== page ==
The Food Problem

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Macmillan, 1917 - Food - 211 pages
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Page xi - That is the future of war — not fighting, but famine, not the slaying of men, but the bankruptcy of nations and the break-up of the whole social organization.
Page vii - AnuthiT impressive observation brought out by food difficulties is that of our intimate dependence on our domestic animals We are likely to think first of the supply of cereals, and, indeed, it must be admitted that bread is the very basis of the food supply of a people. But we do not sufficiently realize the equally critical importance of maintenance of our domestic animals in a period of food shortage. We cannot even raise our own young without them. Nor if a nation is robbed of its animals can...
Page 27 - Realizing that the operation of Government control in wheat and rye is essential under present war influences in order to adequately protect our home supply and furnish our Allies with the aid we owe, and realizing that the establishment of an efficient Government plan of operation means to all of us curtailment of our business and to some of us actual retirement from active business during such period, we do express our pride in the character of service tendered by the grain trade in the sacrifice...
Page 23 - That the President is authorized and directed to commandeer any or all distilled spirits in bond or in stock at the date of the approval of this Act for redistillation, in so far as such redistillation may be necessary to meet the requirements of the Government in the manufacture of munitions and other military and hospital supplies, or in...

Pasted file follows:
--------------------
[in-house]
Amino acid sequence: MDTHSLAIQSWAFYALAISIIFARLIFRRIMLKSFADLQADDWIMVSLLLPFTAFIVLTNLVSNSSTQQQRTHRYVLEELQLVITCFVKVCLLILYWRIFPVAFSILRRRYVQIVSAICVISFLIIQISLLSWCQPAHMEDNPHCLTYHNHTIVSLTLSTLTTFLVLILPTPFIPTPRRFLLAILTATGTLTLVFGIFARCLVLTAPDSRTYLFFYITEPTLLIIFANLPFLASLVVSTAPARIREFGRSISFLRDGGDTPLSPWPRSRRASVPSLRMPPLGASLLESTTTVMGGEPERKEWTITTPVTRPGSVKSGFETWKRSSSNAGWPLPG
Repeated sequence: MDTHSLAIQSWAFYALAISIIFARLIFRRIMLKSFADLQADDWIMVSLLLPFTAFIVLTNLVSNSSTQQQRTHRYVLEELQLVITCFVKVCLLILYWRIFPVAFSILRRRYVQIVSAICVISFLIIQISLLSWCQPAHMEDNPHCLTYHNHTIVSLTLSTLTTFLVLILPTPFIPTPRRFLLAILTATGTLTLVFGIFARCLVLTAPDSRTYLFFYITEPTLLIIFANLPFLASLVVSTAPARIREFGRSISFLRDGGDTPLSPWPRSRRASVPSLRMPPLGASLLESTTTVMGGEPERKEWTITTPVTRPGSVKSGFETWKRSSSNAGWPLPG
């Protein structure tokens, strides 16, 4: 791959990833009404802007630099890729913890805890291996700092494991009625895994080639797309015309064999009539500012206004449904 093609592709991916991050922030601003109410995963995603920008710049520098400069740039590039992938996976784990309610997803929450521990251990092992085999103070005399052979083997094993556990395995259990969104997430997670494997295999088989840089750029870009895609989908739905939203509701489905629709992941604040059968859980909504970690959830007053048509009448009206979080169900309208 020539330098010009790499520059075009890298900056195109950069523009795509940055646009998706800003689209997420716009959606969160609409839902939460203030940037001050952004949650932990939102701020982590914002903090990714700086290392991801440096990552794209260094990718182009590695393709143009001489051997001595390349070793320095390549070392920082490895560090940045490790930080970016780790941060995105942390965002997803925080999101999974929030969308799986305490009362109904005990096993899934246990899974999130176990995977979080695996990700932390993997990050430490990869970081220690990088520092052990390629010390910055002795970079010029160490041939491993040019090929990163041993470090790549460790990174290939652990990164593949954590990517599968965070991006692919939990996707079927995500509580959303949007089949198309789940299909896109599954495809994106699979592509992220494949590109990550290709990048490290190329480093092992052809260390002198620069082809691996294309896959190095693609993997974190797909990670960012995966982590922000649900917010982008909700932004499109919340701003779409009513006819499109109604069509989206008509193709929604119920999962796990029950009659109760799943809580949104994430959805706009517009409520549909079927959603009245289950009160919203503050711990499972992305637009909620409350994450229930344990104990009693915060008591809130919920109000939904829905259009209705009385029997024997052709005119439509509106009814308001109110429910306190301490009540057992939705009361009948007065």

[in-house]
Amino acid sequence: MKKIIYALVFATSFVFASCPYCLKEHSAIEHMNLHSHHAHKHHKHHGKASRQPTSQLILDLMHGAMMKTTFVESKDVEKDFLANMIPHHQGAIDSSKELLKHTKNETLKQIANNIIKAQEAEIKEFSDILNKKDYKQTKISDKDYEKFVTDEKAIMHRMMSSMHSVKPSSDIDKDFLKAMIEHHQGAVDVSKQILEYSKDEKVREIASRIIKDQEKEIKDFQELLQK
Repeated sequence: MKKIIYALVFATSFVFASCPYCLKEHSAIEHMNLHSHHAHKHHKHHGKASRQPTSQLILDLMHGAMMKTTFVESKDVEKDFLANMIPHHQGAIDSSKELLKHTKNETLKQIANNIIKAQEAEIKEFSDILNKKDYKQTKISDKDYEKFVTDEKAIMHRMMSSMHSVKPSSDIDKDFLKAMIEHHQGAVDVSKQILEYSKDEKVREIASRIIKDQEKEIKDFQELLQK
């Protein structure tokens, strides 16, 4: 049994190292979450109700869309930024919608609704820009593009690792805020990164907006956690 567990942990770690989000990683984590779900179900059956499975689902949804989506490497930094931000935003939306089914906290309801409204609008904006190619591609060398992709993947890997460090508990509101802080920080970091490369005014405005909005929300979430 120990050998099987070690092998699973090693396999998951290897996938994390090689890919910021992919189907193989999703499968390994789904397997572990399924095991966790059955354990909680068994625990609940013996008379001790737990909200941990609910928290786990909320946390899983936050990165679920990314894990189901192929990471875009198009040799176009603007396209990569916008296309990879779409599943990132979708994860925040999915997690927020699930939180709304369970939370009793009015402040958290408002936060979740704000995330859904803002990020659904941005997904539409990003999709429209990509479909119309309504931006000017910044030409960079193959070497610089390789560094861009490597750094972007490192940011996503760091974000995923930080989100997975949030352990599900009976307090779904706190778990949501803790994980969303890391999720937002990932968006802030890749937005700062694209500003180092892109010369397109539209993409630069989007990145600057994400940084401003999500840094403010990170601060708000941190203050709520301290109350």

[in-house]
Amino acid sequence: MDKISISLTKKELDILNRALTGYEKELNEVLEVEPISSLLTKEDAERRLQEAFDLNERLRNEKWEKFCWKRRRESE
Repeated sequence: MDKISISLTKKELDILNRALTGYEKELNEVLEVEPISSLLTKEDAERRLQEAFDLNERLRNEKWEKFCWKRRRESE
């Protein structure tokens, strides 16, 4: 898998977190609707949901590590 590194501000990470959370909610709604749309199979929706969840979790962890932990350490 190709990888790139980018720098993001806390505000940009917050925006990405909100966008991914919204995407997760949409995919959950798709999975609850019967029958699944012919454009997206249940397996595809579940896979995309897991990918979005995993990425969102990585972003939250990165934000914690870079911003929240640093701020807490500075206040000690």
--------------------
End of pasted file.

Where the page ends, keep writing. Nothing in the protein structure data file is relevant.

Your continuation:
Page 218 - To formulate for lay-students of public affairs certain minimum aims and steps which are entirely within the reach of the general public is the purpose of this book. It is not for specialists although it lists ways in which the country can secure public-spirited service from its specialists in peace as well as in war.
Page xi - Food is always more or less of a problem in every phase of its production, handling and consumption. It is a problem with every farmer, every transporter and seller, every householder. It is a problem with every town, state and nation. And now very conspicuously, it is a problem with three great groups, namely, the Allies, The Central Empires and The Neutrals; in a word it is a great international problem.
Page 210 - ... themselves. And all the time, they are fighting and making munitions, and doing all the thousand urgent and serious things necessary for the efficiency of their millions of fighters in the field — and for their comfort when they come back to 'Blighty.' VI Patriotism and food! Winning a world-war by eating corn and chicken instead of wheat and beef! It will take much education to get this point of view. An army of food-savers does not appeal to the imagination at first consideration. But remember...
Page 11 - ... compare now the actual figures (obtained from official sources, and as nearly accurate as may be had) of the probable cereal production of the Western Allies for the year, together with those of their normal consumption, with the figures just quoted, we shall see the situation clearly and exactly. The production of the Allies this year is closely estimated as follows: wheat, 393,770,000 bushels; other cereals, 567,016,000 bushels. Their normal consumption is: wheat, 974,485,000; other cereals...
Page 23 - ... and any of these stocks may be redistilled to meet the requirements of the government in the manufacture of munitions and military and hospital supplies. Particular powers are given in regard to the production of and dealing in coal and coke. Prices may be fixed. If these prices are not conformed to, the mine or plant and business of the offending producer may be taken over. If deemed necessary, the producer of coal and coke may be required to sell solely to the government, and the government...
Page 15 - ... five and a half millions; a problem in arithmetic — and eating! IV We have outlined one phase, the international one, of the food-problem. But there is another. It is the national, or domestic one. This ties up closely, of course, with the wider aspect of the problem. Indeed, it is to a large extent immediately caused by the attempt at provisioning the Allies, in the uncontrolled manner in which the attempt has been made from the beginning of the war up to now. The more nearly the "Allies —...

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